Mild dish soap and hot water clean most baking utensils and equipment as effectively as any cleaning product. Always line baking sheets with parchment paper before using; the black stains left by baked-in sugar won't scrub off. Some equipment, such as baking stones, pastry brushes and wood rolling pins, need a different approach. As a guideline, anything stainless steel can go in the dishwasher, or you can clean it with soap and water. Store baking equipment in a dry cupboard, and don't stack anything on a baking stone. Store baking utensils in a kitchen drawer or utensil holder.
A wooden rolling pin is the essence of a kitchen -- one look and you can tell if its owner bakes regularly. Wooden rolling pins season over time, absorbing the natural oils of the doughs they touch. Never wash a wood rolling pin with soap.
Scrape any dough from the pin using a wooden or plastic scraper, and wipe it down with hot water. Dry it with a towel. Rub down the pin with mineral once or twice a month, depending on use, for increased longevity. If you're concerned about bacteria, mix 1 teaspoon of bleach with 1 quart of water; wipe down the pin with the solution and let it air dry.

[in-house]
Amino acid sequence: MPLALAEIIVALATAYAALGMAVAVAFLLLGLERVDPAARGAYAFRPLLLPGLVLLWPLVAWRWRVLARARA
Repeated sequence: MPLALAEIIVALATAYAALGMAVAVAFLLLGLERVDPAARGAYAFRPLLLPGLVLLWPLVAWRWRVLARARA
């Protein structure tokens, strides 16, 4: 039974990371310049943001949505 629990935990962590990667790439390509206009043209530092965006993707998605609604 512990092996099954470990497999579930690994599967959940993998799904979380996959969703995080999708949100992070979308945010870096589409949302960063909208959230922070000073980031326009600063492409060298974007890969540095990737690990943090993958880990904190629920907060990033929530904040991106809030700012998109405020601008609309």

Stains are common on baking stones, and like other stoneware, they develop a layer of polymerized fat over time that creates a nonstick surface. First, staining is normal; you usually only need to scrape off debris and wipe it down with hot water.
For tougher cleaning jobs, use a wire-bristled brush and a little hot water. If the stone develops an uneven surface after a few years, lightly sand it with medium-grit sandpaper and wipe it clean.
Pastry brushes don't look like much, but their bristles have a surface area thousands of times larger than the brush itself. Wash pastry brushes in the dishwasher if you can -- it's the most effective method for removing oil and odor. If you don't have a dishwasher, wash the brush in hot soapy water several times and rinse. Soak the brush in a standard bleach solution for 15 minutes to sanitize it.
A.J. Andrews' work has appeared in Food and Wine, Fricote and "BBC Good Food." He lives in Europe where he bakes with wild yeast, milks goats for cheese and prepares for the Court of Master Sommeliers level II exam. Andrews received formal training at Le Cordon Bleu.